The taxman cometh I'm a dad and a husband first. I run an IT development shop for FISERV. The main company does credit card processing, but I work for a division that develops and maintains the …
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The taxman cometh
I'm a dad and a husband first.
I run an IT development shop for FISERV. The main company does credit card processing, but I work for a division that develops and maintains the applications you pay your taxes with. Turbotax and other tax filing software services funnel into our system, and we standardize it to send to the IRS.
We process a little over $3 trillion a year. It's a high-pressure environment. There's no room for error. During quarterly and annual tax filing season, the system has to run fast and smooth. Big companies use our software, and a screw-up can have far-reaching consequences. You know if something goes wrong, it'll make the newspapers.
Cars from across the pond
I love old cars. I got my first British car when I was 14. It's an Austin Healey Sprite, and I still own it. My dad and I took it out of a junkyard, fixed it up, and that's what I drove in high school.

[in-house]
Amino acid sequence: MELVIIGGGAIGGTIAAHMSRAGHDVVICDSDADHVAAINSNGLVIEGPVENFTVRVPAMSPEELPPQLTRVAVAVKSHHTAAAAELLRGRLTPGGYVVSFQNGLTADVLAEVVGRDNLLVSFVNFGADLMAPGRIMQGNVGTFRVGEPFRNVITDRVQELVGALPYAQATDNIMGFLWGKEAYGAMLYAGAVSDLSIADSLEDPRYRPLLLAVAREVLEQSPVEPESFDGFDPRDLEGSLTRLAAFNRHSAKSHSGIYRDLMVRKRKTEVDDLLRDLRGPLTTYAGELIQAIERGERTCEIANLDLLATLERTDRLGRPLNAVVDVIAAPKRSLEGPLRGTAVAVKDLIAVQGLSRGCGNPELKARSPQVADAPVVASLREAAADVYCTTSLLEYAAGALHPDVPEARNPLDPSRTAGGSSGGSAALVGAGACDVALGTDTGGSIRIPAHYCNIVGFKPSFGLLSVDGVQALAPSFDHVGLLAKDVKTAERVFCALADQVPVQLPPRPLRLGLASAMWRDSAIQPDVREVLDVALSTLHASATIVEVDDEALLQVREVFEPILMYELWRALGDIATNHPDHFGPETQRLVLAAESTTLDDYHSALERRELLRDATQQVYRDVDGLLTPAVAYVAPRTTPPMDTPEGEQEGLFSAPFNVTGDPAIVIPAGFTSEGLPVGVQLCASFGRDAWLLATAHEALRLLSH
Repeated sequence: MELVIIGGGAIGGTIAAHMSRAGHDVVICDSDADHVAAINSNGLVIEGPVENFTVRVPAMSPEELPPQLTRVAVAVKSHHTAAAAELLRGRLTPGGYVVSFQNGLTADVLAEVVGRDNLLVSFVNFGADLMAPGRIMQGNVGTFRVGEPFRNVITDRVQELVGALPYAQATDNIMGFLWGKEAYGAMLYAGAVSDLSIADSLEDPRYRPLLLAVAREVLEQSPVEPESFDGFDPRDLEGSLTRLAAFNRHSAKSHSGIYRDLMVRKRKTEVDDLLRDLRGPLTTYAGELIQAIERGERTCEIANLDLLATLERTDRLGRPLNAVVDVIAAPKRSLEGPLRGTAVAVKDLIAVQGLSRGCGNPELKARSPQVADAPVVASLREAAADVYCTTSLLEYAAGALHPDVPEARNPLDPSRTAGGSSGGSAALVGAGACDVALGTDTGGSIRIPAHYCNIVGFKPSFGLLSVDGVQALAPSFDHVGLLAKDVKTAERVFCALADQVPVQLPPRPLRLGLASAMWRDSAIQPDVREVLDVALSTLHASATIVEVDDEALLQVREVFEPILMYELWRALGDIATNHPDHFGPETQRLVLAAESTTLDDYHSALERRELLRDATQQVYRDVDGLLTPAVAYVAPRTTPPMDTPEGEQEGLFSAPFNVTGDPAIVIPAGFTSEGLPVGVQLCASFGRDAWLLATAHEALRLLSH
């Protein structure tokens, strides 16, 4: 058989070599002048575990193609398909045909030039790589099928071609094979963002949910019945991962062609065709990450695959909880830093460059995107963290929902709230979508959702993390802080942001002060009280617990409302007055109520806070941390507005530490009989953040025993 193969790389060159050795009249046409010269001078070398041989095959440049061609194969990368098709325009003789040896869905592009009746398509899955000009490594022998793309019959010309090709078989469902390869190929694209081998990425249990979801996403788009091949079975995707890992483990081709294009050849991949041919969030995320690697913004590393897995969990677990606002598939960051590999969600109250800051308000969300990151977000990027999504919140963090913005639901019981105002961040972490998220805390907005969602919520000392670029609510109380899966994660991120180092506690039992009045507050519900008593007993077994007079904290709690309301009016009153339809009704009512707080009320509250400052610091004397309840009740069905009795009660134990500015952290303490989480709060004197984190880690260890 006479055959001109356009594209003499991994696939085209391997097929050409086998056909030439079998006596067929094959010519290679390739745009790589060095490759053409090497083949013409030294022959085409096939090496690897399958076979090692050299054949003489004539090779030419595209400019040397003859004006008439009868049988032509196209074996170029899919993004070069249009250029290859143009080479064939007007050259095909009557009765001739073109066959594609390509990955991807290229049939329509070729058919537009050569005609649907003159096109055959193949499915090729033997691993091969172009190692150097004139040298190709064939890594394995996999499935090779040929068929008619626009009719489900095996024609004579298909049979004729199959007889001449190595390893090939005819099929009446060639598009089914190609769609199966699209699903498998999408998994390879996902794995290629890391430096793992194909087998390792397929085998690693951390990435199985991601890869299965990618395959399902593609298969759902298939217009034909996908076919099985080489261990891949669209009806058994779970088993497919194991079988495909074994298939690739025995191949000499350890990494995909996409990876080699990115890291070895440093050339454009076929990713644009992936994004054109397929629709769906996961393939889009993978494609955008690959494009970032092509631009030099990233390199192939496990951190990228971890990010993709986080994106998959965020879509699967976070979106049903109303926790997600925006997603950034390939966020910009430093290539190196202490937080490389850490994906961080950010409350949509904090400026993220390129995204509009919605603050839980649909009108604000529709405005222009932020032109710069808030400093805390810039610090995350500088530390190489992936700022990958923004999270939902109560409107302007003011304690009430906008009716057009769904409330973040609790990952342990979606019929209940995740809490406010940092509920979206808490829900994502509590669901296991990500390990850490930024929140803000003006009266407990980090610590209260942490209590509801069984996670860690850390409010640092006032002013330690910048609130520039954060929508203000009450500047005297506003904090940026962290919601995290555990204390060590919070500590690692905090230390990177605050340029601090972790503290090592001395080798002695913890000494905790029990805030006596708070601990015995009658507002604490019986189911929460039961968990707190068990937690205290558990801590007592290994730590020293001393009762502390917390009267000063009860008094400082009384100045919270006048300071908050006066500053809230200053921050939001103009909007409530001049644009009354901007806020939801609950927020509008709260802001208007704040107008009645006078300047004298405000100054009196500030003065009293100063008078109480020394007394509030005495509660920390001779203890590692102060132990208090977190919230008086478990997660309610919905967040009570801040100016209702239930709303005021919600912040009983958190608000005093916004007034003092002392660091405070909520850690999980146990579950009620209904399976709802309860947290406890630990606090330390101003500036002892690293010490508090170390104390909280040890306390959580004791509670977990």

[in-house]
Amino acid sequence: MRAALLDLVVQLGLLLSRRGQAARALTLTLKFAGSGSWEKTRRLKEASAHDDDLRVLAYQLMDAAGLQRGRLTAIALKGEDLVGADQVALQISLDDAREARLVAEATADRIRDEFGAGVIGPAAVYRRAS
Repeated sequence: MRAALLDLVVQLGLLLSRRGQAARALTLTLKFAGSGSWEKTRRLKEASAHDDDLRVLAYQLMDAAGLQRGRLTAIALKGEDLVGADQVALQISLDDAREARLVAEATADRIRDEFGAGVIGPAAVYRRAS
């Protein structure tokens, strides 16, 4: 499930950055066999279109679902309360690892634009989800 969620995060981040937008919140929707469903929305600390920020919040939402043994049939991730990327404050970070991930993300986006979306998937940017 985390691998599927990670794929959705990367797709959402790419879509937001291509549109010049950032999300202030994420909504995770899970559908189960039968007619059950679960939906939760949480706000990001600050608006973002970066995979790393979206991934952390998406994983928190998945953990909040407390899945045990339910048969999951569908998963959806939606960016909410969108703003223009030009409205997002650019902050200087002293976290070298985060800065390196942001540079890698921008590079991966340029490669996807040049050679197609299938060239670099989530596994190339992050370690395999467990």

I've got three other British cars, but I love my 1925 Rolls-Royce. I bought it from my uncle, who lives in Devonshire, England. He was a self-made millionaire who owned a chain of auto parts stores. His shoulders got arthritic, and he couldn't crank the steering wheel in these old cars anymore — there was no such thing as power steering when they made these.
He sold it to me for a song. He had it shipped to me by boat through the Panama Canal to California, then to Colorado.
My Rolls-Royce doesn't even have as much power as a Honda Civic — it's got about 20 horsepower, so it's really slow. Some people in traffic nearly hit the car trying to look at it, and others honk their horns at me because I'm not going fast enough.
I tune it up myself, but it doesn't get driven that much. I take it to car shows, or I take my family to Dairy Queen in it on weekends. Sometimes my neighbor's kids want to go for a ride. My son and I like to work on my cars together, and I never get tired of that.
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